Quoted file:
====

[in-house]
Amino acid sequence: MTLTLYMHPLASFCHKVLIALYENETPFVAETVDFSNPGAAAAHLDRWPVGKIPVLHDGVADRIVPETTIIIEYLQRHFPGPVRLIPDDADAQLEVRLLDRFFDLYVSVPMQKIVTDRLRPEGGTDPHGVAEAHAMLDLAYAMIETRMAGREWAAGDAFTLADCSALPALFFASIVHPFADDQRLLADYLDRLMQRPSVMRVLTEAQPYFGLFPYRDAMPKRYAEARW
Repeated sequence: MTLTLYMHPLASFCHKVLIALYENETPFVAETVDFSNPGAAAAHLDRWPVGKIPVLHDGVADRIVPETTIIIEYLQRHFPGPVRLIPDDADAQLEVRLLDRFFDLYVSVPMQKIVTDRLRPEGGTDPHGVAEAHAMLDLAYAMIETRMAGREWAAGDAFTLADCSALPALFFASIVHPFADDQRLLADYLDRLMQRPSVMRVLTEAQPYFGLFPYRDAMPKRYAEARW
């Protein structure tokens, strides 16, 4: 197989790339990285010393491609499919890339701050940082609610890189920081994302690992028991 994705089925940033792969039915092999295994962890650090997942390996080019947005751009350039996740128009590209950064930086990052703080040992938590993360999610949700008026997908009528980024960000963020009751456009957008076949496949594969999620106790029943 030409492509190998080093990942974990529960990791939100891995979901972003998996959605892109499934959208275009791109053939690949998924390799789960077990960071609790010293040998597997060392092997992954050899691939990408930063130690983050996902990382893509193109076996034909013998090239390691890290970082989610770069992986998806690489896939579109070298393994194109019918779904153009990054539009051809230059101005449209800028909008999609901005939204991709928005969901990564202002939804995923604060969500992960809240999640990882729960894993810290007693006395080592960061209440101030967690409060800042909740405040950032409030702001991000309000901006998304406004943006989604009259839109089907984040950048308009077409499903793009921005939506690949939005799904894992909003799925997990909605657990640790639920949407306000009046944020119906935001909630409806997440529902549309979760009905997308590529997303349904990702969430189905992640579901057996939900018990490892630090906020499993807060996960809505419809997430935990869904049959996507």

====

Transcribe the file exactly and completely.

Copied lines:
[in-house]
Amino acid sequence: MTLTLYMHPLASFCHKVLIALYENETPFVAETVDFSNPGAAAAHLDRWPVGKIPVLHDGVADRIVPETTIIIEYLQRHFPGPVRLIPDDADAQLEVRLLDRFFDLYVSVPMQKIVTDRLRPEGGTDPHGVAEAHAMLDLAYAMIETRMAGREWAAGDAFTLADCSALPALFFASIVHPFADDQRLLADYLDRLMQRPSVMRVLTEAQPYFGLFPYRDAMPKRYAEARW
Repeated sequence: MTLTLYMHPLASFCHKVLIALYENETPFVAETVDFSNPGAAAAHLDRWPVGKIPVLHDGVADRIVPETTIIIEYLQRHFPGPVRLIPDDADAQLEVRLLDRFFDLYVSVPMQKIVTDRLRPEGGTDPHGVAEAHAMLDLAYAMIETRMAGREWAAGDAFTLADCSALPALFFASIVHPFADDQRLLADYLDRLMQRPSVMRVLTEAQPYFGLFPYRDAMPKRYAEARW
């Protein structure tokens, strides 16, 4: 197989790339990285010393491609499919890339701050940082609610890189920081994302690992028991 994705089925940033792969039915092999295994962890650090997942390996080019947005751009350039996740128009590209950064930086990052703080040992938590993360999610949700008026997908009528980024960000963020009751456009957008076949496949594969999620106790029943 030409492509190998080093990942974990529960990791939100891995979901972003998996959605892109499934959208275009791109053939690949998924390799789960077990960071609790010293040998597997060392092997992954050899691939990408930063130690983050996902990382893509193109076996034909013998090239390691890290970082989610770069992986998806690489896939579109070298393994194109019918779904153009990054539009051809230059101005449209800028909008999609901005939204991709928005969901990564202002939804995923604060969500992960809240999640990882729960894993810290007693006395080592960061209440101030967690409060800042909740405040950032409030702001991000309000901006998304406004943006989604009259839109089907984040950048308009077409499903793009921005939506690949939005799904894992909003799925997990909605657990640790639920949407306000009046944020119906935001909630409806997440529902549309979760009905997308590529997303349904990702969430189905992640579901057996939900018990490892630090906020499993807060996960809505419809997430935990869904049959996507």